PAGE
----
Brazil and India Would Rather Have No Deal than Bad Deal with US and EU

Brazilian Foreign Minister Celso Amorim with Indian Trade Minister Kamal Nath Ministerial representatives from the G4 group of influential trading players, European Union, United States, Brazil and India, will strive to reach a common position on agriculture, industrial goods and services in the framework of the World Trade Organization negotiations.

These four leading trade powers will meet Wednesday in New Delhi, India, for two days of potentially make-or-break talks to end a deadlock in the Doha Round of global trade negotiations. Japan and Australia are scheduled to join the group in a second stage of talks.

"These talks are timely and important," EU Trade Commissioner Peter Mandelson said in Brussels ahead of the talks. "If we fail (at these talks), Doha's prospects for this year will be lost."

The meeting will be attended by Mandelson, Indian Commerce Minister Kamal Nath, US trade representative Susan Schwab and Brazilian foreign minister Celso Amorim.

"We hope there'll be some movement (at this meeting) but it depends on how far developing countries' aspirations are fulfilled," an Indian government spokesperson said in New Delhi.

WTO is hoping to reach a deal before the end of June when crucial trade negotiating powers granted to the US President George Bush by Congress (Trade Promotion Authority) are set to expire.

If a breakthrough can be achieved by June, a conclusion to the Doha talks – which have been called a once-in-a-generation chance to help bring millions out of poverty – could be reached in about eight months, WTO officials say. Otherwise the Doha round, launched in Doha in 2001 risks years of delay, they said.

An agreement among the world's two biggest trading powers, the US and EU, and two leading developing nations India and Brazil, is seen as crucial to hopes of brokering a compromise among the WTO's 150 members this year.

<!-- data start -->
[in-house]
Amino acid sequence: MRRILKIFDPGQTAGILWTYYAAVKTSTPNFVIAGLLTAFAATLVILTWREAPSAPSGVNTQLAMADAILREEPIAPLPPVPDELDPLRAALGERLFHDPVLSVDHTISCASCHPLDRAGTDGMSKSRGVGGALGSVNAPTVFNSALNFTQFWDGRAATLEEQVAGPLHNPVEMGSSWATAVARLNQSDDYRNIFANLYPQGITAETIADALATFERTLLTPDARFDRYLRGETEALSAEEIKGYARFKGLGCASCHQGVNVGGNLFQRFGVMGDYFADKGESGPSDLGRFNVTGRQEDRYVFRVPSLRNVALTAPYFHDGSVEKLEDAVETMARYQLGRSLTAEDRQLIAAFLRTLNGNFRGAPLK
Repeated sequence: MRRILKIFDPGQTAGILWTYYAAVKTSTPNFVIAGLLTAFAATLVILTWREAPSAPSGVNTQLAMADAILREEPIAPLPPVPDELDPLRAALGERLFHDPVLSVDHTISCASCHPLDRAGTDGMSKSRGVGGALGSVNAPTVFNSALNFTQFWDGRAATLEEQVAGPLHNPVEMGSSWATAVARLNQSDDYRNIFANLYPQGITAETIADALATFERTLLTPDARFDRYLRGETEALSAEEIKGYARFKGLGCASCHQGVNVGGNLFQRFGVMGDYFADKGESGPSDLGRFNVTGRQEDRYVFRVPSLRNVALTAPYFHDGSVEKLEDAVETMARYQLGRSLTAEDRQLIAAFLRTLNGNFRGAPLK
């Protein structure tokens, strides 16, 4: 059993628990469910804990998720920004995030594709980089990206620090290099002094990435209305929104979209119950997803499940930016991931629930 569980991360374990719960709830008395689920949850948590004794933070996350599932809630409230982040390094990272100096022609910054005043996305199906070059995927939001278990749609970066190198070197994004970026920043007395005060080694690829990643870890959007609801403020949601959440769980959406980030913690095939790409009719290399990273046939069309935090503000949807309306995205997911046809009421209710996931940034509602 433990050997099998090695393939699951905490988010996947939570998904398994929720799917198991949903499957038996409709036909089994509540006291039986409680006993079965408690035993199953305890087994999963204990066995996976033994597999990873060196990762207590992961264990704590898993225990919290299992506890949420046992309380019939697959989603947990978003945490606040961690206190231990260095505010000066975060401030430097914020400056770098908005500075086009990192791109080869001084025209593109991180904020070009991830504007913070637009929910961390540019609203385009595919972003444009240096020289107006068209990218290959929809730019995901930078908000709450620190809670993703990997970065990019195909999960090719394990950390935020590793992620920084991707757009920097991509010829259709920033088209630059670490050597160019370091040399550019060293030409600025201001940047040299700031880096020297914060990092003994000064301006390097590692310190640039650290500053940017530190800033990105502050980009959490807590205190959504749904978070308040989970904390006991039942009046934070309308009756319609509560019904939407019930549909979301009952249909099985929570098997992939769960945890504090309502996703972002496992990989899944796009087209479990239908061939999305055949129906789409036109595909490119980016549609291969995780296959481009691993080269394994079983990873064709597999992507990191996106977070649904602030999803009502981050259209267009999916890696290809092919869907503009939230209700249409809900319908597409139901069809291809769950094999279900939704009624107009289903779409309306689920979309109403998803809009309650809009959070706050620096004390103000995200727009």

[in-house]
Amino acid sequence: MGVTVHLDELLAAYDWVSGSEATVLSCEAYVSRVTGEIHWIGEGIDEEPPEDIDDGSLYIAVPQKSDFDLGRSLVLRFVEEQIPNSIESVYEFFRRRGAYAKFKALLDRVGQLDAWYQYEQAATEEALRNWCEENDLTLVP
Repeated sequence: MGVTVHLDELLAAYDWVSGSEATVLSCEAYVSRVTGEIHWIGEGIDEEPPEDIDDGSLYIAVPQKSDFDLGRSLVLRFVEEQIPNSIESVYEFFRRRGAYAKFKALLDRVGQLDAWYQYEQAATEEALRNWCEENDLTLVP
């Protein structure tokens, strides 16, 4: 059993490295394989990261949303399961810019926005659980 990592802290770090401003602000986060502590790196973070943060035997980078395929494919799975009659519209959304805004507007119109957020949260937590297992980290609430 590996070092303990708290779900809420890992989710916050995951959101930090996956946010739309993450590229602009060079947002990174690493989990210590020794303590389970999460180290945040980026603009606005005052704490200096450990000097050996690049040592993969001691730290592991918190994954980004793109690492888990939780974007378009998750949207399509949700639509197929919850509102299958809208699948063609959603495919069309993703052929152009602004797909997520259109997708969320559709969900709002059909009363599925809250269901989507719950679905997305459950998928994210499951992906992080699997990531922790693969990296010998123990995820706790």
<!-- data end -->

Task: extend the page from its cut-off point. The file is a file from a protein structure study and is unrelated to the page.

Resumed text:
India and Brazil have emerged as leaders in the developing world's challenge to the wealthy nations to curtail generous farm subsidies as they seek to keep their own agriculture supports.

The official Indian position has been that New Delhi prefers "no deal to a bad deal", particularly if there's no advance in farming subsidies.

The EU and other WTO members have called for Washington to make a new, more radical proposal on cutting farm subsidies while the EU is being pushed for steeper reductions in farm product tariffs.

"We want real, effective reductions in huge farm subsidies by countries like the US which distort world agriculture prices," said the Indian spokesperson adding that "we must have a level playing field so the round's development mandate is fulfilled."

Developing nations are being pressed to open their markets wider to industrial goods and services and the US is seeking fewer farm products on their "protected" list.

But India and other developing nations argue they need their farm tariffs to protect the livelihoods of their huge farming populations. Up to 80% of the workforces in developing nations depend on agriculture.

Mandelson said India, Brazil, the EU and the US need to put solid offers on the table if negotiations are to succeed. "It's the responsibility of the G4 to put the numbers on the table" on reductions in farm support and agriculture and industrial tariffs, he said


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